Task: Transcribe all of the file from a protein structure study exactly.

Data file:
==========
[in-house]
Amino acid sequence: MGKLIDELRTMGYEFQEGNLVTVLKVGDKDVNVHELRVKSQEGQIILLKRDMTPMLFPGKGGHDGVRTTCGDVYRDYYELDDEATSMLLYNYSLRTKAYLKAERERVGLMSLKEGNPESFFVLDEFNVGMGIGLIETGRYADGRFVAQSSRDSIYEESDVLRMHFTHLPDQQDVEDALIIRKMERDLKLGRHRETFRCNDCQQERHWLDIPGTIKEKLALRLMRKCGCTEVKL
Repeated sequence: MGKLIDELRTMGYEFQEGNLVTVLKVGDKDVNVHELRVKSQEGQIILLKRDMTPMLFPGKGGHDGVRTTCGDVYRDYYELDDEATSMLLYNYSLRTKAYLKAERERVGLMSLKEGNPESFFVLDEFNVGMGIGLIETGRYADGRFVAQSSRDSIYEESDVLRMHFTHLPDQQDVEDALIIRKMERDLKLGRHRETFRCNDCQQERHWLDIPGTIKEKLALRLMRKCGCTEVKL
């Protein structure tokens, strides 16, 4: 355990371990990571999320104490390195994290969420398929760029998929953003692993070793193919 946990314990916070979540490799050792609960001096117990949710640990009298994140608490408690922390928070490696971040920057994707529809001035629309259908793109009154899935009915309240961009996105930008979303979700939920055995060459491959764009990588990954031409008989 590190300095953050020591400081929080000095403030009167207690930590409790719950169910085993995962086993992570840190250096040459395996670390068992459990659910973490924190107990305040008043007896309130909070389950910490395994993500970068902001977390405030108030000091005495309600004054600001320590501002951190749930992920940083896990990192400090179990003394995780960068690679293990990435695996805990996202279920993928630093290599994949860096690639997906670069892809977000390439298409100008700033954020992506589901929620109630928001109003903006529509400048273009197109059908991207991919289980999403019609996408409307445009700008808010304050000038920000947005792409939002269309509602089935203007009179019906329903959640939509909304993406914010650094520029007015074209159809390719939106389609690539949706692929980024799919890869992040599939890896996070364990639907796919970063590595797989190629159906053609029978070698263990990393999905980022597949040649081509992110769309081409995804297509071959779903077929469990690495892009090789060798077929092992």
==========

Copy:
[in-house]
Amino acid sequence: MGKLIDELRTMGYEFQEGNLVTVLKVGDKDVNVHELRVKSQEGQIILLKRDMTPMLFPGKGGHDGVRTTCGDVYRDYYELDDEATSMLLYNYSLRTKAYLKAERERVGLMSLKEGNPESFFVLDEFNVGMGIGLIETGRYADGRFVAQSSRDSIYEESDVLRMHFTHLPDQQDVEDALIIRKMERDLKLGRHRETFRCNDCQQERHWLDIPGTIKEKLALRLMRKCGCTEVKL
Repeated sequence: MGKLIDELRTMGYEFQEGNLVTVLKVGDKDVNVHELRVKSQEGQIILLKRDMTPMLFPGKGGHDGVRTTCGDVYRDYYELDDEATSMLLYNYSLRTKAYLKAERERVGLMSLKEGNPESFFVLDEFNVGMGIGLIETGRYADGRFVAQSSRDSIYEESDVLRMHFTHLPDQQDVEDALIIRKMERDLKLGRHRETFRCNDCQQERHWLDIPGTIKEKLALRLMRKCGCTEVKL
């Protein structure tokens, strides 16, 4: 355990371990990571999320104490390195994290969420398929760029998929953003692993070793193919 946990314990916070979540490799050792609960001096117990949710640990009298994140608490408690922390928070490696971040920057994707529809001035629309259908793109009154899935009915309240961009996105930008979303979700939920055995060459491959764009990588990954031409008989 590190300095953050020591400081929080000095403030009167207690930590409790719950169910085993995962086993992570840190250096040459395996670390068992459990659910973490924190107990305040008043007896309130909070389950910490395994993500970068902001977390405030108030000091005495309600004054600001320590501002951190749930992920940083896990990192400090179990003394995780960068690679293990990435695996805990996202279920993928630093290599994949860096690639997906670069892809977000390439298409100008700033954020992506589901929620109630928001109003903006529509400048273009197109059908991207991919289980999403019609996408409307445009700008808010304050000038920000947005792409939002269309509602089935203007009179019906329903959640939509909304993406914010650094520029007015074209159809390719939106389609690539949706692929980024799919890869992040599939890896996070364990639907796919970063590595797989190629159906053609029978070698263990990393999905980022597949040649081509992110769309081409995804297509071959779903077929469990690495892009090789060798077929092992």